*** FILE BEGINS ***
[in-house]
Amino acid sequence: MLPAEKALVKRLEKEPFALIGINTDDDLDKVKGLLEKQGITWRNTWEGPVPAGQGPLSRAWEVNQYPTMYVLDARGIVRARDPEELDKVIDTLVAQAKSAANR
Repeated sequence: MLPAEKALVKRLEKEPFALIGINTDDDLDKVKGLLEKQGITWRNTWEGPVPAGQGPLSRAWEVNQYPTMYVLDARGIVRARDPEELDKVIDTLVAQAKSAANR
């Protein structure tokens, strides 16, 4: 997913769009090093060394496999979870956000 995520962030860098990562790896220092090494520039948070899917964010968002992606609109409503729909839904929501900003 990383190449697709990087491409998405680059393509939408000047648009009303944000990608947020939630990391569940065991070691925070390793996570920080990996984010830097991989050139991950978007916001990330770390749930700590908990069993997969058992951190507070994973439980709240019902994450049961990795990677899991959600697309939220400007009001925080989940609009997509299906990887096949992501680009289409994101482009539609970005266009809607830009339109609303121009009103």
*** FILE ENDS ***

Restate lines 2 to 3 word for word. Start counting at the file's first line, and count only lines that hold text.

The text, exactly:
Amino acid sequence: MLPAEKALVKRLEKEPFALIGINTDDDLDKVKGLLEKQGITWRNTWEGPVPAGQGPLSRAWEVNQYPTMYVLDARGIVRARDPEELDKVIDTLVAQAKSAANR
Repeated sequence: MLPAEKALVKRLEKEPFALIGINTDDDLDKVKGLLEKQGITWRNTWEGPVPAGQGPLSRAWEVNQYPTMYVLDARGIVRARDPEELDKVIDTLVAQAKSAANR